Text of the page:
Query: Maps and Disease -- Maps and Economic Crisis -- global examples to share with history students?

Jordana Dym's picture

I write to the more than 500 of you (map historians, makers, curators, librarians and archivists, students, collectors, and lovers) who have joined H-Maps since last October with a request for global web-based stories or maps that engage with the intersection of maps and disease or maps/mapping and economic crisis to share with students. Please reply here or write me, and I'll compile and share the answers with the list.  Podcasts, social media posts, videos, or links to maps or articles -- not just in English -- all welcome.

To get us started:

One resource that might be of interest: a 2006 Tedtalk that students have responded well to: Steve Johnson (author of The Ghost Map) on the 1854 cholera map of London, and the impact the outbreak had on science, cities and modern society., https://www.ted.com/talks/steven_johnson_how_the_ghost_map_helped_end_a_killer_disease    


Lauren Bouchard Killingsworth,  “Mapping Public Health in Nineteenth-Century Oxford” appeared in The Portolan, journal of the Washington Map Society (Issue 101 – Spring 2018).  See the article by going to this LINK (http://www.washmapsociety.org/000/0/9/8/22890/userfiles/file/Portolan_101_-_Mapping_Public_Health_in_Nineteenth-Century_Oxford_-_hi-res_watermarked.pdf)

Thank you for being part of this online community, and for sharing news and resources.  Please sign your posts/emails for those who may like to follow up!

Jordana Dym
H-Maps List Editor
ISHMap, Chair of the Trustees (2019-2020)

History/Latin American Latinx Studies
Skidmore College

Dear Jordana,

Here some digital available disease maps in the Netherlands:

J.W. Schaap, Cholera map of Leidenm, 1866: http://hdl.handle.net/1887.1/item:2001703
Vereniging tot Verbetering der Volksgesondheid, Cholera map of Leiden 1852-169 https://www.erfgoedleiden.nl/collecties/beeldmateriaal/zoeken-in-beeldma...
Isaac Teixeira de Mattos & Gustave Amand, Cholera map of Amsterdam: https://archief.amsterdam/beeldbank/detail/50cb5929-7504-98ae-5050-8d414...
P.H. Witkamp, Sterfte-atlas van Nederland, 1879: http://objects.library.uu.nl/reader/index.php?obj=1874/273867&lan=nl&_ga...
J.L. Hoorweg, Red spark map of Utrecht, 1888: http://objects.library.uu.nl/reader/index.php?obj=1874/13261&lan=nl&_ga=...
M. van Ravenstijn, Tuberculosis map of the Netherlands, 1901-1908: http://objects.library.uu.nl/reader/index.php?obj=1874/273867&lan=nl&_ga...

Best regards,

Martijn Storms
Leiden University Libraries



This map at the National Library of Scotland gives a wonderful picture of the global commerce in herbal medicines and other natural products (eg sperm oil; ammoniacum; shellac) in the late 19th C: 


Barber, George  Title:The pharmaceutical or medico-botanical map of the world  Imprint:London : G. Philip & Son, [ca. 1870]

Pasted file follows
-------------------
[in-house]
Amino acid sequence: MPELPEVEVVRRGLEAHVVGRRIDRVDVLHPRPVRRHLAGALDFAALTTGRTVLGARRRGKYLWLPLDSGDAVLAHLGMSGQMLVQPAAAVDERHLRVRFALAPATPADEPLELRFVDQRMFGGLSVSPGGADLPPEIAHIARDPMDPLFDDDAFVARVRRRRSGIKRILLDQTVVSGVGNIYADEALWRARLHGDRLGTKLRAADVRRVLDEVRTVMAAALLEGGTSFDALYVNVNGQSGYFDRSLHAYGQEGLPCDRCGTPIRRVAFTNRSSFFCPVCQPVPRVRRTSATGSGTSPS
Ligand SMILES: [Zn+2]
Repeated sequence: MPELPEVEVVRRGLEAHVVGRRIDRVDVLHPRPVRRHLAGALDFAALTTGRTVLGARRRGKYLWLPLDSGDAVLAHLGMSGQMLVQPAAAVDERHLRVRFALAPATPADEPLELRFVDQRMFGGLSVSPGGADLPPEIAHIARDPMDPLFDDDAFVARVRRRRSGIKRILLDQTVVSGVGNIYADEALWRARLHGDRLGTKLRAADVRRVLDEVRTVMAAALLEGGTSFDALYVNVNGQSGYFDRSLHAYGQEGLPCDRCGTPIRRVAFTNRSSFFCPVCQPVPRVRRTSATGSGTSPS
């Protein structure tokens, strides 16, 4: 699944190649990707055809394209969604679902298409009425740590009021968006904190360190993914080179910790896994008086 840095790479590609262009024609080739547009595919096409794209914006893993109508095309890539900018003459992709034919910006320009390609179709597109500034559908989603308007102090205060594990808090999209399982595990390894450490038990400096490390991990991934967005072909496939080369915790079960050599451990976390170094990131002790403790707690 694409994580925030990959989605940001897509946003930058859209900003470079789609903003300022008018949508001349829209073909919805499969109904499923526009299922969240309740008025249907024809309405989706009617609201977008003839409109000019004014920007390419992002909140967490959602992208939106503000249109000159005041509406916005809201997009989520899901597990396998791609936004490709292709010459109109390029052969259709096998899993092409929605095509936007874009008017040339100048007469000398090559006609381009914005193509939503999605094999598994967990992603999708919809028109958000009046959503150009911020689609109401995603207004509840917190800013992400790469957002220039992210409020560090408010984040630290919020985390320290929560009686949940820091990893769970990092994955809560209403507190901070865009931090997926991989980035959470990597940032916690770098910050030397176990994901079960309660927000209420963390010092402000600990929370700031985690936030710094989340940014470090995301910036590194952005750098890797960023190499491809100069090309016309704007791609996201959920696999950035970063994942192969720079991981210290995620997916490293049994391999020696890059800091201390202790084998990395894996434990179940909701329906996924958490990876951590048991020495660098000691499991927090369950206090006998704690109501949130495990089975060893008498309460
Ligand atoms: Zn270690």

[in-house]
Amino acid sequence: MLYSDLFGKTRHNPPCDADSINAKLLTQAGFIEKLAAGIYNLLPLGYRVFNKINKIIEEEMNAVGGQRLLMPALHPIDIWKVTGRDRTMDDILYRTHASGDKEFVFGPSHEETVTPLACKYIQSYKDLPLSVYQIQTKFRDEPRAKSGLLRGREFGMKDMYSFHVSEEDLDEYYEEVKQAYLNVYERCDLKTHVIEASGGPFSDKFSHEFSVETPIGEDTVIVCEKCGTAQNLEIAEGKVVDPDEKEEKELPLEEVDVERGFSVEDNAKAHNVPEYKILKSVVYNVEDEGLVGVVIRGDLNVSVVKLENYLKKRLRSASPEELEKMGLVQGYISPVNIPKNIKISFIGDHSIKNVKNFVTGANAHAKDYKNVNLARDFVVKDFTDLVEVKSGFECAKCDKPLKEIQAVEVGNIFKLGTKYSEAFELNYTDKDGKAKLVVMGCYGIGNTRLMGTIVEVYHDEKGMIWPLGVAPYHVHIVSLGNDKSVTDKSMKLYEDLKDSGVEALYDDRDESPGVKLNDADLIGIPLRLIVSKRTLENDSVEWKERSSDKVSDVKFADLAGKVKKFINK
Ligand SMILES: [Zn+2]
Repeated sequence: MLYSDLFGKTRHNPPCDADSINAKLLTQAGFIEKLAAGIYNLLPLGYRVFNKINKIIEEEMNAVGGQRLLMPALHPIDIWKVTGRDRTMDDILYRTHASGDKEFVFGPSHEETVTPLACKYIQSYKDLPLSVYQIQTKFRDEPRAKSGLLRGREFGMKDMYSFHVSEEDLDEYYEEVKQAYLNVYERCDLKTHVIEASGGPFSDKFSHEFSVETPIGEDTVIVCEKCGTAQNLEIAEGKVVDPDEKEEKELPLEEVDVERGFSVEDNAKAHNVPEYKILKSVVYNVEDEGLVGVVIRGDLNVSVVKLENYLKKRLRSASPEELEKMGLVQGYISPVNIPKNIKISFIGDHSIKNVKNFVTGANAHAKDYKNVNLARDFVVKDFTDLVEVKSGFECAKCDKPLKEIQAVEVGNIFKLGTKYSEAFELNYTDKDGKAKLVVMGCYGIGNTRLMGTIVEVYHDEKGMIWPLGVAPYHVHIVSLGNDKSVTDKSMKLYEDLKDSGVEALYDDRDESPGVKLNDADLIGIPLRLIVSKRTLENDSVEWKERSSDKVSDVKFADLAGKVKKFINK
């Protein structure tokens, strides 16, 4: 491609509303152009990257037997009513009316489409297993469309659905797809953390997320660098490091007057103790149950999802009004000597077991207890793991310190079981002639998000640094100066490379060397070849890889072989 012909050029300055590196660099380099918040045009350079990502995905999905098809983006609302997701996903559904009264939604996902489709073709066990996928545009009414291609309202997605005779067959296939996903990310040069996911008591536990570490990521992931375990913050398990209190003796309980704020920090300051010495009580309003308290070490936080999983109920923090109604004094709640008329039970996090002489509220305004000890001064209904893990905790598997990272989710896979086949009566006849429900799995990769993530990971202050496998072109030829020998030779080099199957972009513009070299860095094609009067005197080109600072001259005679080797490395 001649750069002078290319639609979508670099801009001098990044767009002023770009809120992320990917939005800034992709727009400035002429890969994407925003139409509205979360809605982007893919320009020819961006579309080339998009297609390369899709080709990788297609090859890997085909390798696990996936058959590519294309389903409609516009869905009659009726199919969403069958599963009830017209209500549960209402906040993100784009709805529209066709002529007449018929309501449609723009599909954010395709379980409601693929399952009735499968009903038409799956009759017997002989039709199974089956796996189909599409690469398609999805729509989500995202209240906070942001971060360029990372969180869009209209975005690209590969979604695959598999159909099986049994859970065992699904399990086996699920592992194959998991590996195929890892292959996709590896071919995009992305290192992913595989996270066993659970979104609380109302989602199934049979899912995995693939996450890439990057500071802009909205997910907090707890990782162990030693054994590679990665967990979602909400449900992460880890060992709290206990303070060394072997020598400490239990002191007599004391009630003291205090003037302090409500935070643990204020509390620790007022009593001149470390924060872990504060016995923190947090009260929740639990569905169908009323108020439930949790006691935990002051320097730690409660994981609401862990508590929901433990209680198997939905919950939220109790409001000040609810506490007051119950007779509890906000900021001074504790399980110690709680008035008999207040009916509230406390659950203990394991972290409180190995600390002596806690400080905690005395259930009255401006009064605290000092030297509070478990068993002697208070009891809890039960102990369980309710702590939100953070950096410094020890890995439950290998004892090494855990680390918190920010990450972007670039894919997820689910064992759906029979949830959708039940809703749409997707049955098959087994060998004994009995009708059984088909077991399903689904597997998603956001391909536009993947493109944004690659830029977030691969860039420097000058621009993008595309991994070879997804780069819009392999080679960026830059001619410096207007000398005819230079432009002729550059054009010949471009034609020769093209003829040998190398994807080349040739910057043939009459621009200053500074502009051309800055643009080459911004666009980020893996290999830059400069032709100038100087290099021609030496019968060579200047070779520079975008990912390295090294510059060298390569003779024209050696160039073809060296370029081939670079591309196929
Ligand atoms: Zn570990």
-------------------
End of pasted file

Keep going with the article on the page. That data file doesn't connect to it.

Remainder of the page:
I used the map last year to illustrate how a North American plant -- snakeroot or serpentary, described in a mid-17th century English herbal-- continued to find a market 2 centuries later. (Karen Reeds, unpublished illustrated talk:  "Seeking Snakeroot in Eden: John Parkinson’s Theatrum Botanicum (1640) in colonial Virginia," Columbia University Seminar on the Renaissance, March 12, 2019. )  

Just about every item on the map could tell similar stories, most reaching back into antiquity.  


I am very grateful to the National Library of Scotland for digitizing the map and making it available open-access online. I haven't begun to explore the other resources at the library's maps site: https://maps.nls.uk/



Name:Barber, George  
Title:The pharmaceutical or medico-botanical map of the world  
Imprint:London : G. Philip & Son, [ca. 1870]
Pagination:1 map ; 287 x 445 mm.
Zoom Into Map:        Click on the map to view in greater detail.
Karen Reeds, PhD, FLS
Princeton Research Forum, a community of independent scholars:  http://www.princetonresearchforum.org/
Past President, Medical History Society of New Jersey

Hi all:

I do not mean to self-promote in any way, but I have written about the American Geographical Society's Atlas of Disease project from the 1950s--from a rhetorical standpoint. Within my article are some potentially helpful scans of some of the most important maps from that project.

Here is the citation:
Barney, Timothy. "Diagnosing the Third World: The Map Doctor and the Spatialized Discourses of Disease and Development." Quarterly Journal of Speech Volume 100, Issue 1 (2014): 1-30. https://www.tandfonline.com/doi/full/10.1080/00335630.2014.887215

There is a book called Disease Maps: Epidemics on the Ground, by Tom Koch. I haven't gotten around to reading it yet.